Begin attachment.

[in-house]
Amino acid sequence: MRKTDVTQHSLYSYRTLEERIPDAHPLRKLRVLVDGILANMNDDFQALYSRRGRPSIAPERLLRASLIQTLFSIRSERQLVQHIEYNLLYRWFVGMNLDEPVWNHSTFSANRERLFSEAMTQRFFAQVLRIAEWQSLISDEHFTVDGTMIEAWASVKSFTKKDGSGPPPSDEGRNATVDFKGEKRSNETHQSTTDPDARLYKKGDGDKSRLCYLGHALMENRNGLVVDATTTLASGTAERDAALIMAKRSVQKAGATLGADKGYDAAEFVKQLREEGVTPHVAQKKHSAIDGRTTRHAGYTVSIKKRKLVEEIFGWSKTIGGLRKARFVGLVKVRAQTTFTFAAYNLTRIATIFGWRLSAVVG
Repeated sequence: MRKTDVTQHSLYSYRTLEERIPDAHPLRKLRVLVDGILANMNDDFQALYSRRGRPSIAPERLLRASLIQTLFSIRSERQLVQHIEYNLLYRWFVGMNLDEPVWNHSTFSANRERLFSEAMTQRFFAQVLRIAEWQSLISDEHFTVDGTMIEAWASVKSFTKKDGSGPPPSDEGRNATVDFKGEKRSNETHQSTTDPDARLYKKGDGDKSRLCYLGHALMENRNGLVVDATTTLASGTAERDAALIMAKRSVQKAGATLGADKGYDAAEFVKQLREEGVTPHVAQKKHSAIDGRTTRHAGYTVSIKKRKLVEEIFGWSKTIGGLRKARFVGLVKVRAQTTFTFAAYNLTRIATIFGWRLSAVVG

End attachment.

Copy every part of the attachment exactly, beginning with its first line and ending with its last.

[in-house]
Amino acid sequence: MRKTDVTQHSLYSYRTLEERIPDAHPLRKLRVLVDGILANMNDDFQALYSRRGRPSIAPERLLRASLIQTLFSIRSERQLVQHIEYNLLYRWFVGMNLDEPVWNHSTFSANRERLFSEAMTQRFFAQVLRIAEWQSLISDEHFTVDGTMIEAWASVKSFTKKDGSGPPPSDEGRNATVDFKGEKRSNETHQSTTDPDARLYKKGDGDKSRLCYLGHALMENRNGLVVDATTTLASGTAERDAALIMAKRSVQKAGATLGADKGYDAAEFVKQLREEGVTPHVAQKKHSAIDGRTTRHAGYTVSIKKRKLVEEIFGWSKTIGGLRKARFVGLVKVRAQTTFTFAAYNLTRIATIFGWRLSAVVG
Repeated sequence: MRKTDVTQHSLYSYRTLEERIPDAHPLRKLRVLVDGILANMNDDFQALYSRRGRPSIAPERLLRASLIQTLFSIRSERQLVQHIEYNLLYRWFVGMNLDEPVWNHSTFSANRERLFSEAMTQRFFAQVLRIAEWQSLISDEHFTVDGTMIEAWASVKSFTKKDGSGPPPSDEGRNATVDFKGEKRSNETHQSTTDPDARLYKKGDGDKSRLCYLGHALMENRNGLVVDATTTLASGTAERDAALIMAKRSVQKAGATLGADKGYDAAEFVKQLREEGVTPHVAQKKHSAIDGRTTRHAGYTVSIKKRKLVEEIFGWSKTIGGLRKARFVGLVKVRAQTTFTFAAYNLTRIATIFGWRLSAVVG